The Efficacy and Safety of Immune Checkpoint Inhibitors in Treating Melanoma

This comprehensive review explores the impact of Immune Checkpoint Inhibitors (ICIs) on advanced melanoma treatment. ICIs enhance T-cell activity against cancer cells by blocking immune checkpoints, leading to enduring immune responses. The study reveals substantial improvements in progression-free and overall survival rates, particularly with combination therapies. However, ICI treatment may trigger chronic immune-related adverse events, emphasizing the need for vigilant, long-term monitoring.


Melanoma is a deadly cancer caused by uncontrolled division of melanocytes. It accounts for 80% of skin cancer-related deaths. Approximately 200,000 new cases of melanoma are diagnosed each year. Due to advancements in early diagnosis, targeted therapy, and immunotherapy, the survival rate of melanoma has improved. Immune checkpoint inhibitors (ICIs) can block the interaction between immune checkpoints in T cells and ligands in tumor cells. Programmed cell death protein 1 (PD-1), lymphocyte activation gene-3 (LAG-3), and cytotoxic T-lymphocyte antigen 4 (CTLA-4) are immune checkpoints that regulate immune responses. Nivolumab and pembrolizumab are PD-1 inhibitors, while ipilimumab is a CTLA-4 inhibitor. ICIs can improve the overall survival (OS) and progression-free survival (PFS) of melanoma patients. When tumor antigens are presented to the T-cell receptor (TCR) via the major histocompatibility complex (MHC), T cells are activated. Co-stimulatory signals also play a crucial role in T-cell activation. This signal is generated when CD28 on the T cell interacts with the B7 molecule on the antigen-presenting cell (APC). When CTLA-4 binds with B7, T cells become inactivated. Ipilimumab activates T cells by blocking the binding of CTLA-4 with B7. PD-1 inhibitors activate T cells by blocking the interaction between PD-1 on T cells and PD-L1 on cancer cells.

Fig 1. T-cell activation by anti-CTLA4 and anti-PD1 [1].

Significant Survival Benefits of Immune Checkpoint Inhibitors

Immune checkpoint inhibitors can lead to long-term survival in about 50% of advanced melanoma patients. Without immunotherapy, approximately 10% of patients can achieve long-term survival. The five-year overall survival rate with immune checkpoint inhibitors is higher than other melanoma treatment methods. A cohort study involving 16,831 patients showed an improvement in the overall survival of stage IV melanoma patients who received first-line ICI treatment. Patients treated with ICI had a median overall survival of 43.7 months, while those receiving chemotherapy or targeted therapy had a median overall survival of 16.1 months. The median overall survival for PD-1 inhibitors and CTLA-4 inhibitors combined with nivolumab was 33 to 37 months and 72 months, respectively. The five-year overall survival rates for the combination of PD-1 inhibitors and CTLA-4 inhibitors with nivolumab were 45% and 52%, respectively.

How effective is ICI monotherapy?

The effectiveness and safety of PD-1 inhibitors Nivolumab and Pembrolizumab surpass the CTLA-4 inhibitor Ipilimumab. The 5-year overall survival rates for Pembrolizumab and Nivolumab are 43% and 44% respectively, whereas Ipilimumab has a 5-year overall survival rate of 26%. In Phase 3 clinical trial CheckMate 066, melanoma patients without BRAF mutations who received Nivolumab along with the chemotherapy drug Dacarbazine had 1-year overall survival rates of 72.9% and 42.1% respectively. In the Phase III clinical trial KEYNOTE-006, patients treated with Pembrolizumab and Ipilimumab had median overall survival periods of 32.7 months and 15.9 months, respectively. The median progression-free survival for patients receiving Pembrolizumab and Ipilimumab was 8.4 months and 3.4 months, respectively. The 7-year overall survival rates for patients treated with Pembrolizumab and Ipilimumab were 37.8% and 25.3%, respectively. The progression-free survival of BRAFV600 mutant melanoma patients who received programmed death ligand 1 (PD-L1) inhibitor atezolizumab combined with two targeted therapeutic drugs Vemurafenib and Cobimetinib was 15.1 months. The progression-free survival of Atezolizumab combined with Cobitinib was similar to that of pembrolizumab. In the phase III clinical trial IMspire170, the median progression-free survival of atezolizumab combined with coubitinib and pembrolizumab monotherapy was 5.5 months and 5.7 months, respectively. ICI is also effective for melanoma patients at high risk of recurrence. Patients treated with nivolumab and ipilimumab have 4-year recurrence-free survival rates of 51.7% and 41.2%, respectively. Pembrolizumab can also reduce the risk of recurrence. Patients treated with Pembrolizumab have a median recurrence-free survival of 37.2 months.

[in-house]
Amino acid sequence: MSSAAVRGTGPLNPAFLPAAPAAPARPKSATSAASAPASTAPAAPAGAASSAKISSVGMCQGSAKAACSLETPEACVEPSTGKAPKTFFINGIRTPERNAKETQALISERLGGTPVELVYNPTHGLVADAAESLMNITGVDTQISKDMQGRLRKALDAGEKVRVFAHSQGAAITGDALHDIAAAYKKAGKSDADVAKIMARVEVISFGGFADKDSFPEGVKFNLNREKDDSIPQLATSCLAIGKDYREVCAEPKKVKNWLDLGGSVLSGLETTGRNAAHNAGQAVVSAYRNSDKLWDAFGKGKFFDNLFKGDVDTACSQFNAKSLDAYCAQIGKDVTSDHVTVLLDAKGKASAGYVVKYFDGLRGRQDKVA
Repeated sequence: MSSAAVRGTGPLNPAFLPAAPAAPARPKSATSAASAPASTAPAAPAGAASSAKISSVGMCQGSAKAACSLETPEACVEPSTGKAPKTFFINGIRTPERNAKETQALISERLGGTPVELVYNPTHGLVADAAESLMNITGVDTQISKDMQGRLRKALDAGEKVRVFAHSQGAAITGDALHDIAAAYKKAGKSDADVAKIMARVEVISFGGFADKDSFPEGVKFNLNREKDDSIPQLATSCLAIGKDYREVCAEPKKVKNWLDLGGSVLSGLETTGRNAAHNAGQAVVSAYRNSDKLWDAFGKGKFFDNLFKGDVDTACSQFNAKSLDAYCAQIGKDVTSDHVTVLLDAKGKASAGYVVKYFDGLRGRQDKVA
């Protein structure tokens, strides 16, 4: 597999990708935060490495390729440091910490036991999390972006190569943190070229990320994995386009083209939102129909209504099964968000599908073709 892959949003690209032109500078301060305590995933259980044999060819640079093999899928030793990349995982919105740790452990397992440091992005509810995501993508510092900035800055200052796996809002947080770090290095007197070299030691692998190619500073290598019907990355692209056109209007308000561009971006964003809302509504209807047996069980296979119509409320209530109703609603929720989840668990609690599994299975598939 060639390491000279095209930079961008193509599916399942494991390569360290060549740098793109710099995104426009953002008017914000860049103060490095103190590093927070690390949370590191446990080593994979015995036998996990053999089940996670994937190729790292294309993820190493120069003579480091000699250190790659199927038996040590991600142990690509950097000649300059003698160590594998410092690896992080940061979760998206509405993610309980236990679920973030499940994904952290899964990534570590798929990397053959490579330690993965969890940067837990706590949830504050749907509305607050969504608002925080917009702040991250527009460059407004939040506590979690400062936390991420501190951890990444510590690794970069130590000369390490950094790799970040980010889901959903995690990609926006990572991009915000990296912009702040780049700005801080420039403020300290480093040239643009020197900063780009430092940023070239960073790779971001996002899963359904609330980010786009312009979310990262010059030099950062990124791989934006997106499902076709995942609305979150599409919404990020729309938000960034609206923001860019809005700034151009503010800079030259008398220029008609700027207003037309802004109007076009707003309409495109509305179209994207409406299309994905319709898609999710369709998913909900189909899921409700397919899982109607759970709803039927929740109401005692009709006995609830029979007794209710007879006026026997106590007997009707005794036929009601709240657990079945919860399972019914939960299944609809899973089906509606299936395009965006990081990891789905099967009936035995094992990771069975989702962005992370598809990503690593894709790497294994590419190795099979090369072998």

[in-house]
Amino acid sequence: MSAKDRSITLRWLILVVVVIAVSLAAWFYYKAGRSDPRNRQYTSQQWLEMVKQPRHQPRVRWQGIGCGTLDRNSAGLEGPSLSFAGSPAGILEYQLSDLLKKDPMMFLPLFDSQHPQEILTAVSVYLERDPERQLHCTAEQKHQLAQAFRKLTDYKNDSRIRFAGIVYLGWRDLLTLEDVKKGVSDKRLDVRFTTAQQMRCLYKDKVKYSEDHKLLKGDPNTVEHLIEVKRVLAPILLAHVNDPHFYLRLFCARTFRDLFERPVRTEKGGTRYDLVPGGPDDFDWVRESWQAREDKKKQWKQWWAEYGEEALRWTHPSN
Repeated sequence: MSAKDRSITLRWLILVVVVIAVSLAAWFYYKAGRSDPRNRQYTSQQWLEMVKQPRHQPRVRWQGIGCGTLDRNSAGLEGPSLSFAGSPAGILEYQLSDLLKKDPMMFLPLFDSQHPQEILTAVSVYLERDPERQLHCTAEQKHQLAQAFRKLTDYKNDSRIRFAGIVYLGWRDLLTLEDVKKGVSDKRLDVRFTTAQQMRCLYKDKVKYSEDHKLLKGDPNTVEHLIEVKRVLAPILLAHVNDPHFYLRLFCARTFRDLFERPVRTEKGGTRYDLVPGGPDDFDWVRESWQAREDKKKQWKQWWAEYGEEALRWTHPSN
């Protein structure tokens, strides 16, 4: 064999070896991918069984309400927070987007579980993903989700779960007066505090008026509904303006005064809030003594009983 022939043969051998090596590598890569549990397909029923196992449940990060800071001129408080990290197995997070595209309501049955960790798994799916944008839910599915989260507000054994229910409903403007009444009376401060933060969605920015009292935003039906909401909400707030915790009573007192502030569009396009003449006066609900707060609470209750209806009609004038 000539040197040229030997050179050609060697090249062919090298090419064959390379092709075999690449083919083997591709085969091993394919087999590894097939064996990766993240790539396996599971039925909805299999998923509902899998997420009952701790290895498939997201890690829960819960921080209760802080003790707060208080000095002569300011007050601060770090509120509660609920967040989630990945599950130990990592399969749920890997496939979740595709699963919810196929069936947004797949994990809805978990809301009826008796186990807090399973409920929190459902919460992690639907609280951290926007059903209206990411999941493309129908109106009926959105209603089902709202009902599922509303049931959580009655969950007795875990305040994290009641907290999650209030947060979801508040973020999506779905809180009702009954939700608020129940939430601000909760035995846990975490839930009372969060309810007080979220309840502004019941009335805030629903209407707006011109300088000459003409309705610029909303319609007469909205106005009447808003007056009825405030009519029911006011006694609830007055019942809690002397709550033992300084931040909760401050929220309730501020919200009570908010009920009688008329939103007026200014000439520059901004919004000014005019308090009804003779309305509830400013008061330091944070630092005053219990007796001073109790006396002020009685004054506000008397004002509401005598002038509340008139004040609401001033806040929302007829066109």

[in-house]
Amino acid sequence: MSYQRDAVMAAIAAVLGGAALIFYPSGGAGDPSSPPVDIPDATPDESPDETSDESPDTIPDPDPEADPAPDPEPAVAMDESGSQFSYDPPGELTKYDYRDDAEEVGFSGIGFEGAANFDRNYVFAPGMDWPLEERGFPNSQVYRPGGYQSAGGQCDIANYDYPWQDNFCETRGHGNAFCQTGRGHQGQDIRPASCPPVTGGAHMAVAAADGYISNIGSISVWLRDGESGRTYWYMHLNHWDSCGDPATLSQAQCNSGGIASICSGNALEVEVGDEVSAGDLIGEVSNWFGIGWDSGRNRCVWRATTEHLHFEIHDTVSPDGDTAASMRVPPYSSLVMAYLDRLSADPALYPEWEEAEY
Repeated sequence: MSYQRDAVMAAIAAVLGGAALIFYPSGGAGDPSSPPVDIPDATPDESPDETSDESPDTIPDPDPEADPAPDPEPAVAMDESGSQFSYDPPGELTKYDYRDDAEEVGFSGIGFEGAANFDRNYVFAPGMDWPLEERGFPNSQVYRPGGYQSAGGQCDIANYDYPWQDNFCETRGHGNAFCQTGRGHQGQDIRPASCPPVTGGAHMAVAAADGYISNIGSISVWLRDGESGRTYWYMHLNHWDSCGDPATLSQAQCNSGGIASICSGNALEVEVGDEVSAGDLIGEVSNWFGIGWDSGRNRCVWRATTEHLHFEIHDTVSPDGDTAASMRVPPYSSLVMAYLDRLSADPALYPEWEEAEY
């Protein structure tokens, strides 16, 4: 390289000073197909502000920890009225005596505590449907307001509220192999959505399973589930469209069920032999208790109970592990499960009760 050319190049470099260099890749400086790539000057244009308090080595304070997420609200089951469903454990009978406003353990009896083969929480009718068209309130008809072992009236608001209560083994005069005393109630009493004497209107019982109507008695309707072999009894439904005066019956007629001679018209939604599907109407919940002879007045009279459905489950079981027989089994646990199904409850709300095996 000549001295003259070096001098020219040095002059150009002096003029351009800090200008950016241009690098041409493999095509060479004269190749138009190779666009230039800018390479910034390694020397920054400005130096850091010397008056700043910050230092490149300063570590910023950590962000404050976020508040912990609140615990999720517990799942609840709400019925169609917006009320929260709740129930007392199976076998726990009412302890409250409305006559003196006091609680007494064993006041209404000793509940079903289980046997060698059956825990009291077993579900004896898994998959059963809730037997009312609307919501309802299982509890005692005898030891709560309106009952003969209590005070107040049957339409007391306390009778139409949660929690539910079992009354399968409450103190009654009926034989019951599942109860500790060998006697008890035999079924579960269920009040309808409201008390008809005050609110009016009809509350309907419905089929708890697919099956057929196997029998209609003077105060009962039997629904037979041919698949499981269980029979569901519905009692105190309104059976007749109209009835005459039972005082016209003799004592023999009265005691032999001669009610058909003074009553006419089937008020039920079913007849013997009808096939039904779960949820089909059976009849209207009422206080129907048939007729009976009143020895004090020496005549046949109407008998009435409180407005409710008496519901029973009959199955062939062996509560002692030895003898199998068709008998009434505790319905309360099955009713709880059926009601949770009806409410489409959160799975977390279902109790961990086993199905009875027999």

How effective is combination therapy with ICI?

ICI combined therapy is more effective than single therapy, but the risk of serious adverse reactions is also greater. In this phase 2-3 trial RELATIVITY-047, the combination of Relatlimab and nivolumab significantly improved progression-free survival compared to nivolumab monotherapy. The median progression-free survival of patients treated with Relatlimab combined with nivolumab was 10.1 months, while the median progression-free survival of patients treated with nivolumab was 4.6 months.